Matt Mullenweg is a Fool

Matt Mullenweg is a Fool.

Hopefully, that WordPress-emblazoned jester’s hat on Mr. Mullenweg’s head softens the “Matt Mullenweg is a fool” blow. Taking that a bit further I’ll point out that the Internet’s oldest and most respected stock tips website uses a similar hat and calls itself “Motley Fool”. So, hey, Matt? No libel here. You own the majority of the stock in WordPress parent Automattic; what more motley a fool could there be than you?

Now, let me be clear: today, despite the fact that Matt Mullenweg is a fool, I’m here to praise him.

I’ve followed the musing of Ma.TT since before I created The WordPress Helpers. Clearly, Matt Mullenweg is a smart guy and had one really great idea. WordPress is huge beyond what it deserves to be and is still growing—if too slowly for that to matter. And Matt Mullenweg didn’t just make WordPress happen; he convinced venture capitalists to give him over 300 million dollars for a stake.

But as I said more than a few times during The WordPress Helpers’ short run, Matt Mullenweg is missing the boat on what WordPress could be (disclosure; I had designs on helping him with that and was rebuffed). There’s a piece of me that genuinely believes that Matt Mullenweg is a fool — or at least too blind about certain business realities to manage himself out of his own way.

This morning, though, Mullenweg said one of the smartest things I’ve heard anyone say in quite a while. The Job Interview will Soon Be Dead.

OK, so he less said it than quoted an article at Inc., but the point is still that Matt Mullenweg is a bit less of a fool than I’ve believed for a couple of years.

Matt Mullenweg is a Fool … or Is he?

I’ve long said that we need to use better hiring criteria. The folks at Harvard Business Review agree. And it’s coming to a head; millennials lack some of the most basic interviewing skills. But what is there to do about it?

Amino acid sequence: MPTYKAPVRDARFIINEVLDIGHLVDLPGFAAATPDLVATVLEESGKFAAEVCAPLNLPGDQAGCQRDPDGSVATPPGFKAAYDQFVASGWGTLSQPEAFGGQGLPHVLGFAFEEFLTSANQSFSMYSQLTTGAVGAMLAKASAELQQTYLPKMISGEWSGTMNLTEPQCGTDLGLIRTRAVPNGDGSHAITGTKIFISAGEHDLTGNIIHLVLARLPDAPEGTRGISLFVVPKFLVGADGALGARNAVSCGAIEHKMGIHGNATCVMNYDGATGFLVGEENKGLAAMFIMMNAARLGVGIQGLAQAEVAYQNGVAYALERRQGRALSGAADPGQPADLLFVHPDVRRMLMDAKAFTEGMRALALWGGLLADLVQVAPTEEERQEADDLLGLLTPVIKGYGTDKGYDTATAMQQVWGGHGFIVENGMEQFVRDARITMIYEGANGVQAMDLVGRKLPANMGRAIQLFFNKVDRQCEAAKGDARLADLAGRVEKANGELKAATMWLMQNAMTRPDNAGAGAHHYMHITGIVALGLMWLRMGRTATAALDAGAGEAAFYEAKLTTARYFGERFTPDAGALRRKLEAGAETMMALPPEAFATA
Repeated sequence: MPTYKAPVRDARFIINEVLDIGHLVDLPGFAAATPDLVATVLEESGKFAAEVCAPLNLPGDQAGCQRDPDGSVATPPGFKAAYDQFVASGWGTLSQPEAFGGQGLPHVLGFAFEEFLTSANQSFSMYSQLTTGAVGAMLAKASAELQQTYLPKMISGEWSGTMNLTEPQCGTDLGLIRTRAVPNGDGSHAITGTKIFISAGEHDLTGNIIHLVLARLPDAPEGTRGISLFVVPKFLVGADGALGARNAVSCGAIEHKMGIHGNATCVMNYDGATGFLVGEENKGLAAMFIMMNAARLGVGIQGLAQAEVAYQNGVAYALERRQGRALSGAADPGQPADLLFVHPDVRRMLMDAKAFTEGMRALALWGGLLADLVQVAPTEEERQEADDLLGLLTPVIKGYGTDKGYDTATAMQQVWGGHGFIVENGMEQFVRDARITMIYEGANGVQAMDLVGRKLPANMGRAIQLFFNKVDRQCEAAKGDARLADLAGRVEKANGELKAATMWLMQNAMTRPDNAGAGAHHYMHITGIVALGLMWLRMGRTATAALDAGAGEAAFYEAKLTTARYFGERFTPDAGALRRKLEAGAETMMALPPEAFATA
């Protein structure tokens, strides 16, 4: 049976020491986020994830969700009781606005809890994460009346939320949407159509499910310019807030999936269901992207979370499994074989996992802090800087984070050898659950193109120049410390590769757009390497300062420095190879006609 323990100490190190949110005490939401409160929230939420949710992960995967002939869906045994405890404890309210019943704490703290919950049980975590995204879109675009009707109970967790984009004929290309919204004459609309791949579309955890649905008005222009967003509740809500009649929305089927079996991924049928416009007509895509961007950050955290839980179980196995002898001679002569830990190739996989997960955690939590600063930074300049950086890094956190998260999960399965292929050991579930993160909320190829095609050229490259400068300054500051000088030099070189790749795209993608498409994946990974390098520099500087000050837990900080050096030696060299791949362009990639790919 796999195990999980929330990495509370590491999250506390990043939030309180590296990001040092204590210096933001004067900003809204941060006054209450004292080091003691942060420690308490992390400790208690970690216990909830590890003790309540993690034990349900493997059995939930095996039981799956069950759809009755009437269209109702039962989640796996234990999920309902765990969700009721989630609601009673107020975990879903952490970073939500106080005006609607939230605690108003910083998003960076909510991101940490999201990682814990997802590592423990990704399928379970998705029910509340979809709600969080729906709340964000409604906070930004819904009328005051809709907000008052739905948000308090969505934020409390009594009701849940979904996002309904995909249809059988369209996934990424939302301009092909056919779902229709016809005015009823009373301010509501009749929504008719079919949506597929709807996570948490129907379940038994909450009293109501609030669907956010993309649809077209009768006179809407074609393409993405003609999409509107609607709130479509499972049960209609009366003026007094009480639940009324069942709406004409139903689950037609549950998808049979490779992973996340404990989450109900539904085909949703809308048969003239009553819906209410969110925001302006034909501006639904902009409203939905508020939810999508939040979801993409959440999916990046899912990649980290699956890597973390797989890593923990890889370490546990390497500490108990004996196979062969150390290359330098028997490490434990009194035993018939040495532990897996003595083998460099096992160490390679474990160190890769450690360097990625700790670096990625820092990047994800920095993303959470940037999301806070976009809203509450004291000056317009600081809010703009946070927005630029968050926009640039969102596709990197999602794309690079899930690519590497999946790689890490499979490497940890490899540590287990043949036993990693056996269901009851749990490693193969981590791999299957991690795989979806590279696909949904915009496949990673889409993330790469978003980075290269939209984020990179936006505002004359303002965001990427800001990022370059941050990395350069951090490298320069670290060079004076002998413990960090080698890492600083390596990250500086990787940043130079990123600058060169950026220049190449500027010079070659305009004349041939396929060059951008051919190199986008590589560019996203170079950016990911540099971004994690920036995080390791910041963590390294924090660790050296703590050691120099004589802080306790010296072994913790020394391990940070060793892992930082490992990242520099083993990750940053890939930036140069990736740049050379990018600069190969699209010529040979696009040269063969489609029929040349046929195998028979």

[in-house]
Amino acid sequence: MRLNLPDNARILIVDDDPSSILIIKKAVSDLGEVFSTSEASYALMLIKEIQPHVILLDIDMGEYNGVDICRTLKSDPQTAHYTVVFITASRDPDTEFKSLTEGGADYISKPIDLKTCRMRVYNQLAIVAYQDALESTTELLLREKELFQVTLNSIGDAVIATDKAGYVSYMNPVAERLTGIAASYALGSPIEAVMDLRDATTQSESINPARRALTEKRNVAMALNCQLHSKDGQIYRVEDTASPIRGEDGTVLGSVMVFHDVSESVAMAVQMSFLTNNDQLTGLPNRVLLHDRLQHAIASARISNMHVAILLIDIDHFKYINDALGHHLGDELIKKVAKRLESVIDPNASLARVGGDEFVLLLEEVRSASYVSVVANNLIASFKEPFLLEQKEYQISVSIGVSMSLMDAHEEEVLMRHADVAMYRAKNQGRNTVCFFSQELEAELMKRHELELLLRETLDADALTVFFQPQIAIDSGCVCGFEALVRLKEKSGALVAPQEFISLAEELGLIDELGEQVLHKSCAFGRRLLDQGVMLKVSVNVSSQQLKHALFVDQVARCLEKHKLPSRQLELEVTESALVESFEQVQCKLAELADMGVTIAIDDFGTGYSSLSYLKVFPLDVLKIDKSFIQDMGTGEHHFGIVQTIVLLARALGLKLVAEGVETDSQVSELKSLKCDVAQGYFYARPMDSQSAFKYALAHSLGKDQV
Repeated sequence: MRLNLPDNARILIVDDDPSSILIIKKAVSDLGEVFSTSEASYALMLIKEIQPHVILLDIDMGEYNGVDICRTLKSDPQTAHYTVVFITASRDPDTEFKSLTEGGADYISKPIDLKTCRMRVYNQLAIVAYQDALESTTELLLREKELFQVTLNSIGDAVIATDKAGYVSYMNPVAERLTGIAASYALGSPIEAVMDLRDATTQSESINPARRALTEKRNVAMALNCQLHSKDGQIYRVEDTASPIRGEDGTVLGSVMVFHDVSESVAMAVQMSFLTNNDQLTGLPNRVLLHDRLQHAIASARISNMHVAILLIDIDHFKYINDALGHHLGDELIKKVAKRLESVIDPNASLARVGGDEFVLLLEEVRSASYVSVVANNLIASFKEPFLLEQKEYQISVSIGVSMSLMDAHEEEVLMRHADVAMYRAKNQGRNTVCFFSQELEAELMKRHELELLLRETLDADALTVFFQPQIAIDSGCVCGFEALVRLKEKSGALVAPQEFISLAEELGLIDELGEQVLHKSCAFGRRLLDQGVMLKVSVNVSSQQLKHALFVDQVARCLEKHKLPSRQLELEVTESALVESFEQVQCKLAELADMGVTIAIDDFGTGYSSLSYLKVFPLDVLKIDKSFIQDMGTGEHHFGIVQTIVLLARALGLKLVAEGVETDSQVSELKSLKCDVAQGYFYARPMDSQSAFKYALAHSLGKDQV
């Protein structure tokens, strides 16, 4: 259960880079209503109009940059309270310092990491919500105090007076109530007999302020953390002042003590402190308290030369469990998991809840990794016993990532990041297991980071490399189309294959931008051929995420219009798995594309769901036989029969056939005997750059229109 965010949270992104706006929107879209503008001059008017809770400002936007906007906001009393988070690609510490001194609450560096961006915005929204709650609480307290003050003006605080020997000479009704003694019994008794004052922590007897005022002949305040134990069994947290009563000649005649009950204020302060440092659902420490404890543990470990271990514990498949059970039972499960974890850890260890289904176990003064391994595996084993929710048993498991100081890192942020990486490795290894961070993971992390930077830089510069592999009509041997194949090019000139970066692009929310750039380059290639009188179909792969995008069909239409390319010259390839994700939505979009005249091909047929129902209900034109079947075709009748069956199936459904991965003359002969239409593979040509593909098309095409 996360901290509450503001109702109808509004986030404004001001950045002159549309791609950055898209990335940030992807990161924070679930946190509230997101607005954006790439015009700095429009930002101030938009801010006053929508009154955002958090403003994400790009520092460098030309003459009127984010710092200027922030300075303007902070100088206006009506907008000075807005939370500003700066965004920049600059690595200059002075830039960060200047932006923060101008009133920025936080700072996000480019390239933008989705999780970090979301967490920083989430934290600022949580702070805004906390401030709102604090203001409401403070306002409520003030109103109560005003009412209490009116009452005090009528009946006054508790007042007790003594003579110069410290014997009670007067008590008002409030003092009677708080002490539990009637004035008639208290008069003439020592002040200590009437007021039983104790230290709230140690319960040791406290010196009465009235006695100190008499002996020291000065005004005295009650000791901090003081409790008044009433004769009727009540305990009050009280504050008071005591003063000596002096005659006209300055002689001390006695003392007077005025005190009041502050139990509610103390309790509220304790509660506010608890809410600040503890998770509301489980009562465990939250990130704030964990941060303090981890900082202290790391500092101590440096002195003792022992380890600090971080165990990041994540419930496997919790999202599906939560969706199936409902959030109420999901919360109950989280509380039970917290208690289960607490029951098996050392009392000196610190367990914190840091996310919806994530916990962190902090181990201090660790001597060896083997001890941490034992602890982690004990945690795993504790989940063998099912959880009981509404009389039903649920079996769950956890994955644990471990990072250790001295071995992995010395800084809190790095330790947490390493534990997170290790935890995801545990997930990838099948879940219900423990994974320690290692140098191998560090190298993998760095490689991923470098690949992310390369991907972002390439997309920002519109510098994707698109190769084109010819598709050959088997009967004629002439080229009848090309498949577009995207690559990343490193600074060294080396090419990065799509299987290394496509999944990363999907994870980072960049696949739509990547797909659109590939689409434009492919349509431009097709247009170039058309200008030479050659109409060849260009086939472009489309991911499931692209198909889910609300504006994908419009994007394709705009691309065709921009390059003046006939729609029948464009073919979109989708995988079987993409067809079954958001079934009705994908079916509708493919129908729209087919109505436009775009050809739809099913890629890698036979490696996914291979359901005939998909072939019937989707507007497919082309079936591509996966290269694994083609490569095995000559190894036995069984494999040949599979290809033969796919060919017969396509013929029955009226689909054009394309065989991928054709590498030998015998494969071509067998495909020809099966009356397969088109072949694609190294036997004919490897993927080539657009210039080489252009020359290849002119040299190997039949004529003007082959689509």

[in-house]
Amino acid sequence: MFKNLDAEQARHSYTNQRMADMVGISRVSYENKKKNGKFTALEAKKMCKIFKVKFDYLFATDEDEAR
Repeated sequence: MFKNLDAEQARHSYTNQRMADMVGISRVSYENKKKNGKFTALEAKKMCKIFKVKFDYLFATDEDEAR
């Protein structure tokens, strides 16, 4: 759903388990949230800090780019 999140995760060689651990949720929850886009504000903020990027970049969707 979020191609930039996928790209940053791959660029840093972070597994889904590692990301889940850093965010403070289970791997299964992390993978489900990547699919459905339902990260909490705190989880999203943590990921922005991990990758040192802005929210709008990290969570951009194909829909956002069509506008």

The solution? Job Auditions.

Ironically, neither I, nor Matt Mullenweg, nor the writer at Inc. that Mr. WordPress and I are quoting exactly made up this idea. Job Auditions have been in play in the restaurant business for a long time. My youngest son is a chef; he’s auditioned for each of his last three positions.

How job auditions work in the broader business world depends on the gig. It’s tough to see how well a programmer will fit in with your team, but there are ways to at least get an idea. Customer service agents can be thrown on the phone, either in live or simulated calls. Ditto sales people.

It goes on and on. Your role is to figure out the best way to handle Job Auditions for your specific business, of course. Hit me here if you’d like a hand figuring that out.

Today, perhaps for the first time, I’m happy to say it: Matt Mullenweg is no fool. Now if only he had a plan for returning some of their investment to his venture funders.

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